WIPO Arbitration and Mediation Center
ADMINISTRATIVE PANEL DECISION
Kohler Co. v. Whois Privacy Protection Service by MuuMuuDomain / Yoshiyuki Hirabayashi, Cercle Inc.
Case No. D2021-2357
1. The Parties
The Complainant is Kohler Co., United States of America (“United States” or “U.S.”), represented by Taft, Stettinius & Hollister, LLP, United States.
The Respondent is Whois Privacy Protection Service by MuuMuuDomain / Yoshiyuki Hirabayashi, Cercle Inc., Japan.
2. The Domain Name and Registrar
The disputed domain name <tokyo-kohler.com> is registered with GMO Internet, Inc. d/b/a Discount-Domain.com and Onamae.com (the “Registrar”).
3. Procedural History
The Complaint was filed in English with the WIPO Arbitration and Mediation Center (the “Center”) on July 20, 2021. On July 21, 2021, the Center transmitted by email to the Registrar a request for registrar verification in connection with the disputed domain name. On July 26, 2021, the Registrar transmitted by email to the Center its verification response disclosing registrant and contact information for the disputed domain name which differed from the named Respondent and contact information in the Complaint. The Center sent an email communication to the Complainant on July 31, 2021 providing the registrant and contact information disclosed by the Registrar, and inviting the Complainant to submit an amendment to the Complaint. The Complainant filed an amended Complaint in English on August 5, 2021.
On July 31, 2021, the Center transmitted an email communication to the Parties in English and Japanese regarding the language of the proceeding. On August 2, 2021, the Complainant submitted a request that English be the language of the proceeding. The Respondent did not comment on the language of the proceeding.
The Center verified that the Complaint together with the amended Complaint satisfied the formal requirements of the Uniform Domain Name Dispute Resolution Policy (the “Policy” or “UDRP”), the Rules for Uniform Domain Name Dispute Resolution Policy (the “Rules”), and the WIPO Supplemental Rules for Uniform Domain Name Dispute Resolution Policy (the “Supplemental Rules”).
In accordance with the Rules, paragraphs 2 and 4, the Center formally notified the Respondent in English and Japanese of the Complaint, and the proceedings commenced on August 12, 2021. In accordance with the Rules, paragraph 5, the due date for Response was September 1, 2021. The Respondent did not submit any response. Accordingly, the Center notified the Respondent’s default on September 19, 2021.
The Center appointed Haig Oghigian as the sole panelist in this matter on October 11, 2021. The Panel finds that it was properly constituted. The Panel has submitted the Statement of Acceptance and Declaration of Impartiality and Independence, as required by the Center to ensure compliance with the Rules, paragraph 7.
4. Factual Background
This dispute concerns the following disputed domain name: <tokyo-kohler.com> registered with the Registrar on January 14, 2021. The disputed domain name previously resolved to a website advertising and promoting goods and services of third parties and currently resolves to a website showing nothing but the word “closed”.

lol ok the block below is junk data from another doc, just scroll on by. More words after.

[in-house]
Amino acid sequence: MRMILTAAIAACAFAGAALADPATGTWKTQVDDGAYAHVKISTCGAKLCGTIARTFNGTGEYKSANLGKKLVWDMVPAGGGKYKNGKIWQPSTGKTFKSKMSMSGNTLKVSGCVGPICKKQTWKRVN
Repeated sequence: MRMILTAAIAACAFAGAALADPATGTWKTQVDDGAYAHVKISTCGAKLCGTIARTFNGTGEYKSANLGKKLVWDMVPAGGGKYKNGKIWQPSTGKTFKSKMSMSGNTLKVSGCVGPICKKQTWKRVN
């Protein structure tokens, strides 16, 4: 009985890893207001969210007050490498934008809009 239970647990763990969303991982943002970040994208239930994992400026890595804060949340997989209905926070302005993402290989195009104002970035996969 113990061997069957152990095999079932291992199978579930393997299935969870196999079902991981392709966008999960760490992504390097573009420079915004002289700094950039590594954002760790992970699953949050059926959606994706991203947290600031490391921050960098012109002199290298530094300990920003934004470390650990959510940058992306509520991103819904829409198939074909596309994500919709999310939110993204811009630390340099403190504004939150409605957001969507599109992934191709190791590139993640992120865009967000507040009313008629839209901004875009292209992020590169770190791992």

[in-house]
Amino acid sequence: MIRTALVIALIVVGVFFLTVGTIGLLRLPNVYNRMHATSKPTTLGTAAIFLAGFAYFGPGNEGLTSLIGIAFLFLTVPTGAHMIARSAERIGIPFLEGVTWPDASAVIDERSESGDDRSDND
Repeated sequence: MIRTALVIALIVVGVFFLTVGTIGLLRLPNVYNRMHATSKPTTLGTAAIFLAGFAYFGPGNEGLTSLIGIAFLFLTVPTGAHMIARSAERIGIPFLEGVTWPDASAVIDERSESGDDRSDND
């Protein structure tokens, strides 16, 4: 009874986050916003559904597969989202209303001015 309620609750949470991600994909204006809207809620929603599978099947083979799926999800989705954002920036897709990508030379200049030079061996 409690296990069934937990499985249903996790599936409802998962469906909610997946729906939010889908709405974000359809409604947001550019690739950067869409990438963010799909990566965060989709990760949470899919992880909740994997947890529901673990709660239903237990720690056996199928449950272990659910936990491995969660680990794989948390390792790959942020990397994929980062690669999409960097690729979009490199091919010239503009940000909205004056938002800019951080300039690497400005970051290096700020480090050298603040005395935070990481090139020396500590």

It refers to the trademark KOHLER (the “Trademark”) first registered in the United States on January 20, 1914 (U.S. Reg. No. 0094999) and subsequently registered in the United States on December 11, 2007 in relations of other products (U.S. Reg. No. 3352028). The Trademark was also registered in Japan on June 15, 2007 (Japanese Reg. No. 5055109), (the “Kohler Marks”).
The Complainant is a manufacturing company and is the owner of the KOHLER Marks.
5. Parties’ Contentions
The following information has been taken from the Complaint.
The Complainant was founded in 1873. Its business consists of several industries, including kitchen and bath products and supplies.
The Complainant operates on all continents (except Antarctica) and has 44 manufacturing plants and 26 subsidiaries and affiliates throughout the world.
The KOHLER Marks represent to the worldwide consuming public the goods and services offered by Kohler.
The KOHLER Marks have become famous under the laws of the United States, Japan, and countries around the world. See Kohler Co. v. Phil Coons, FA0510000589518 (Dec. 29, 2005); see also Kohler Co. V. Tony Haryanto, FA1309001517638 (Oct. 5, 2013).
Further, the KOHLER Marks have also obtained the status of notorious marks, under the Paris Convention.
The Complainant argues that the disputed domain name is identical or confusingly similar to the Complainant’s KOHLER Marks because it fully incorporates the KOHLER Marks as the dominate element in the disputed domain name.
The Complainant also alleges that the Respondent lacks rights or legitimate interests in the disputed domain name and:
“is not making a bona fide offering of goods or services or a legitimate noncommercial or fair use of the Disputed Domain. Respondent, who according to the WHOIS database, is ‘Whois Privacy Protection Service by MuuMuuDomain’, has never been commonly known as ‘tokyo-kohler.com’ and has never used any trademark or service mark similar to the Disputed Domain by which he or she may have come to be known, other than the infringing use noted herein.”
Complaint, paragraph 1, section C.
Lastly, the Complainant alleges that the evidence demonstrates that the Respondent registered the disputed domain name in bad faith within the meaning of the Policy:
“given the construction of the Disputed Domain that consists of the KOHLER Marks in its entirety, and the content of the Disputed Domain promoting third party companies that claim an association with Complainant, it is clear that Respondent registered the Disputed Domain with actual knowledge of Complainant’s KOHLER Marks. Registration of a confusingly similar domain name despite such actual knowledge, without more, evidences bad faith registration within the meaning of Policy 4(a)(iii).”
Complaint, paragraph 1, section D.
The Respondent did not reply to the Complainant’s contentions.
6. Discussion and Findings
The Panel agrees with the contentions of the Complainant as follows.